A Brief History of Everything Wireless

How Invisible Waves Have Changed the World


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Stratolauncher is back in business

2019-10-24 [Petri]

As I wrote here, the dream of launching satellites to space from a huge carrier airplane specially built for this purpose appeared to die along with Paul Allen, the ex-Microsoft billionaire who put his money on various good and often groundbreaking causes during his lifetime.

But the latest news is that the company, Stratolaunch Systems, is back from the dead: the new owner has not been revealed, but fresh job offerings have been posted, including for test pilots. The assumed price of the company was 400 million dollars, which is on par with a brand new 747-8: a bargain for an experimental plane, the development of which has quite likely cost much more than that.

Although SpaceX appears to grab all space-related headlines these days, the revival of this air-to-orbit company is a welcome addition to the booming space business. Getting to an initial altitude of 35,000 feet before the subsequent launch of a carried rocket means that the hardest work has already been done: the air is thin and there is no need to design rockets that have to carry the necessary fuel to tackle the first 11 kilometers of the atmosphere.

The rocket engines can also be optimized for thin-air conditions, instead of being able to handle everything from sea level to almost vacuum.

With a launch system that can be flexibly transferred to any airport with at least 12,000 feet of runway, the destined orbits can also be easily tailored to suit the mission, and weather conditions at the launch site are not a problem: the plane can take off in a middle of a storm and then get to the clear stratospheric conditions above all weather.

At the moment the plan appears to be to use the Pegasus-series rockets for orbital injection. These are conventional disposable rockets, so there is no saving from recovering the rocket itself. But this may change in the future, as SpaceX has clearly demonstrated that reusable rockets are no longer a pipe dream. Hence, designing a reusable orbital injection rocket may be a future possibility, too, taking the overall launch cost down even more.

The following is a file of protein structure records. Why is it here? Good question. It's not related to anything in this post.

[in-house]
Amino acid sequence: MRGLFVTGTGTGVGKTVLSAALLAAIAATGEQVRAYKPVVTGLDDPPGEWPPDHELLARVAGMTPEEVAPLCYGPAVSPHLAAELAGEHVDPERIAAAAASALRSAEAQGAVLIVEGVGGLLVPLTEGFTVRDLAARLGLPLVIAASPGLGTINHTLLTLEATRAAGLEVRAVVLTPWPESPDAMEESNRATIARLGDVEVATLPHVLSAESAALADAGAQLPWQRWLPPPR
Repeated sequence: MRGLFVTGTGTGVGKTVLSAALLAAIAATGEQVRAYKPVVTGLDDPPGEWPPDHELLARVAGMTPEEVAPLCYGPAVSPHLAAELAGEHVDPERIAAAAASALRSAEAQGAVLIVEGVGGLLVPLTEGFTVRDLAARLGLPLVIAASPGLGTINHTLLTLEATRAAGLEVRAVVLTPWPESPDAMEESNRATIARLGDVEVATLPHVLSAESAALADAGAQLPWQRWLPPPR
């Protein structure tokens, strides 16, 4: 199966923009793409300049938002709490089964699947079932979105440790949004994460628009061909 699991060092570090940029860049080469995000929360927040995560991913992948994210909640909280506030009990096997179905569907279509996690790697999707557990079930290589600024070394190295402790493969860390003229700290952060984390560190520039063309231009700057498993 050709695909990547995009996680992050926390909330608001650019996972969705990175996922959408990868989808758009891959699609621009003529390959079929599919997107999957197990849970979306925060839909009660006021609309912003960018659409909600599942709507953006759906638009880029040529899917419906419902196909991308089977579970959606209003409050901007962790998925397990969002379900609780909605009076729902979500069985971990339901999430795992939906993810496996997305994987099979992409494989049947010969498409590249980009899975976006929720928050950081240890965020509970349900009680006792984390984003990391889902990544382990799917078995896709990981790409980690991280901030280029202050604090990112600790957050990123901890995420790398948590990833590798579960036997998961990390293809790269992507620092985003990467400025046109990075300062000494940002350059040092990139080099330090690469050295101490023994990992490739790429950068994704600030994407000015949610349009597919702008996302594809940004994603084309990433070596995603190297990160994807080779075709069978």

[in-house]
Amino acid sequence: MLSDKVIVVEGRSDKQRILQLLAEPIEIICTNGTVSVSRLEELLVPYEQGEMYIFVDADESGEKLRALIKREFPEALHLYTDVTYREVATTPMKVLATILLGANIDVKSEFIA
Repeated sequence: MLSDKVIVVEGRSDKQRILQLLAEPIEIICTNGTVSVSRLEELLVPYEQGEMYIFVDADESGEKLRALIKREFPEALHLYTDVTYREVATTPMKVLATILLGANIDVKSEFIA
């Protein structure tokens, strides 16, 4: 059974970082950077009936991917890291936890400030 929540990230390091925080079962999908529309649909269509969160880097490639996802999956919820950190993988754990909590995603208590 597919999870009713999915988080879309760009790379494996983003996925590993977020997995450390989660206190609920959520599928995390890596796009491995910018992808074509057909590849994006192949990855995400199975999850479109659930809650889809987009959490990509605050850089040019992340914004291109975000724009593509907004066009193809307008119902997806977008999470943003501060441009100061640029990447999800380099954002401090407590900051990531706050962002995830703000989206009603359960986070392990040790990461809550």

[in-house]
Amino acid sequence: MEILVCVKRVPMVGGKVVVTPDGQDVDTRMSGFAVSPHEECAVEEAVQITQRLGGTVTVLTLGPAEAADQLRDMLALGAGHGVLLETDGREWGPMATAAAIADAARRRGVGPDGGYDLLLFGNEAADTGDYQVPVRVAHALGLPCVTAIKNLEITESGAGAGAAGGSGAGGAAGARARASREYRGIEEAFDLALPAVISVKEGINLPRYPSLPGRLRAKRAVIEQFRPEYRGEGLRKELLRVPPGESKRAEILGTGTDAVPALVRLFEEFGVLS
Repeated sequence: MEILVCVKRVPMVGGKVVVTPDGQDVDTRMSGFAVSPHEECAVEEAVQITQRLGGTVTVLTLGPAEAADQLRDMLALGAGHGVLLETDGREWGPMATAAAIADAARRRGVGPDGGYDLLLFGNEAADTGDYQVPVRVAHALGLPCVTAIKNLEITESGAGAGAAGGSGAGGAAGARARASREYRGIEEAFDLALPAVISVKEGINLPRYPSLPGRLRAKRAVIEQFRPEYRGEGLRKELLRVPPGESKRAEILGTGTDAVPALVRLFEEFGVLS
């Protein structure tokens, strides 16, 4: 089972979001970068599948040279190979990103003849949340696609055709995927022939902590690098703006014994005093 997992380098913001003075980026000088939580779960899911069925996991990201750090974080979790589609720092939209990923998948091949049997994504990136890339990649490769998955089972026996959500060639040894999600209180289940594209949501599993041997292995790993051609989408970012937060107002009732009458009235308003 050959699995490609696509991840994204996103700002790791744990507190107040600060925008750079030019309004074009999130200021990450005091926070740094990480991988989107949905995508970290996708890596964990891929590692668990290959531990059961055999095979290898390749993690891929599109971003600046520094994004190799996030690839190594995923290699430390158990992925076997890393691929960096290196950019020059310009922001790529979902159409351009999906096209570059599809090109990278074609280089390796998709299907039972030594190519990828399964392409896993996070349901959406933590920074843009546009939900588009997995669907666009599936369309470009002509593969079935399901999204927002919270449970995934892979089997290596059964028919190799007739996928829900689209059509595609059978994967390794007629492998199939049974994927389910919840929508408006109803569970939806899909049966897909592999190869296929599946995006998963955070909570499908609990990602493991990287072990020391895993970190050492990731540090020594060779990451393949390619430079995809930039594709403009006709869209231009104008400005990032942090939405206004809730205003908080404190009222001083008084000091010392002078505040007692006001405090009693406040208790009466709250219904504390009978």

The price of the company and its single Stratolauncher plane is not the only resemblance with 747 jumbo jet: Stratolauncher’s engines and avionics, including the complete cockpit, have actually been salvaged from two 747-400 series planes. Naturally the switch from four engines to six means that some adaptation to flight controls and cockpit displays was needed, but this approach certainly was more cost-effective than building a completely new cockpit from scratch.

As the planes are very different, it is likely that Stratolauncher could not be adapted to utilize the autopilot designed for 747, but hand-flying even a huge plane like this for these special missions is not a big deal, and probably much more fun for the pilots.

Any progess in space exploration is always beneficial in the long term, and increased competition is good for the customers needing access to space. Whoever is behind the purchase of Stratolaunch Systems should be applauded for their bold move.

Permalink: https://bhoew.com/blog/en/102

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The world's widest aircraft has a new owner. Image: Robert Sullivan


You can purchase A Brief History of Everything Wireless: How Invisible Waves Have Changed the World from Springer or from Amazon US, CA, UK, BR, DE, ES, FR, IT, AU, IN, JP. For a more complete list of verified on-line bookstores by country, please click here.



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You can purchase A Brief History of Everything Wireless: How Invisible Waves Have Changed the World from Springer or from Amazon US, CA, UK, BR, DE, ES, FR, IT, AU, IN, JP. For a more complete list of verified on-line bookstores by country, please click here.


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